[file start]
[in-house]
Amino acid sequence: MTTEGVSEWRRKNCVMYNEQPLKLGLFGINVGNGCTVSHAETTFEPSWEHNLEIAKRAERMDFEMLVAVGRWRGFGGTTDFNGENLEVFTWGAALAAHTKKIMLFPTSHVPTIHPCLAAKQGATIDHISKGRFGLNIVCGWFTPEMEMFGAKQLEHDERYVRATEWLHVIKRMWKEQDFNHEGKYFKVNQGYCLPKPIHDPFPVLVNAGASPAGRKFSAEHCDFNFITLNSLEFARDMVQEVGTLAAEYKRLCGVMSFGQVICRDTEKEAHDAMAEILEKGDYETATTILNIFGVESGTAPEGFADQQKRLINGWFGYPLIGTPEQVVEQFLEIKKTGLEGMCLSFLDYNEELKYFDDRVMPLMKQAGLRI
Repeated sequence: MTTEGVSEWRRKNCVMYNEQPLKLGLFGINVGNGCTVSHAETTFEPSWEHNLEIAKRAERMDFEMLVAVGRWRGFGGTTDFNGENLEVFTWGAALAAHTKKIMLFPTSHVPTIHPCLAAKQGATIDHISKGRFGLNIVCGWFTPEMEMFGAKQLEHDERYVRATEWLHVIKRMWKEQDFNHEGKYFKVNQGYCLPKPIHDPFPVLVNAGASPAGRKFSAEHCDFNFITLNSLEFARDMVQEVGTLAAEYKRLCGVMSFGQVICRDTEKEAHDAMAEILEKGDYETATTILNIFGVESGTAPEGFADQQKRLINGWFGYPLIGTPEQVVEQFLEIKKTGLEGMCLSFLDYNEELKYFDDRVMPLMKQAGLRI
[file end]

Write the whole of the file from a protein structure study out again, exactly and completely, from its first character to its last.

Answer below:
[in-house]
Amino acid sequence: MTTEGVSEWRRKNCVMYNEQPLKLGLFGINVGNGCTVSHAETTFEPSWEHNLEIAKRAERMDFEMLVAVGRWRGFGGTTDFNGENLEVFTWGAALAAHTKKIMLFPTSHVPTIHPCLAAKQGATIDHISKGRFGLNIVCGWFTPEMEMFGAKQLEHDERYVRATEWLHVIKRMWKEQDFNHEGKYFKVNQGYCLPKPIHDPFPVLVNAGASPAGRKFSAEHCDFNFITLNSLEFARDMVQEVGTLAAEYKRLCGVMSFGQVICRDTEKEAHDAMAEILEKGDYETATTILNIFGVESGTAPEGFADQQKRLINGWFGYPLIGTPEQVVEQFLEIKKTGLEGMCLSFLDYNEELKYFDDRVMPLMKQAGLRI
Repeated sequence: MTTEGVSEWRRKNCVMYNEQPLKLGLFGINVGNGCTVSHAETTFEPSWEHNLEIAKRAERMDFEMLVAVGRWRGFGGTTDFNGENLEVFTWGAALAAHTKKIMLFPTSHVPTIHPCLAAKQGATIDHISKGRFGLNIVCGWFTPEMEMFGAKQLEHDERYVRATEWLHVIKRMWKEQDFNHEGKYFKVNQGYCLPKPIHDPFPVLVNAGASPAGRKFSAEHCDFNFITLNSLEFARDMVQEVGTLAAEYKRLCGVMSFGQVICRDTEKEAHDAMAEILEKGDYETATTILNIFGVESGTAPEGFADQQKRLINGWFGYPLIGTPEQVVEQFLEIKKTGLEGMCLSFLDYNEELKYFDDRVMPLMKQAGLRI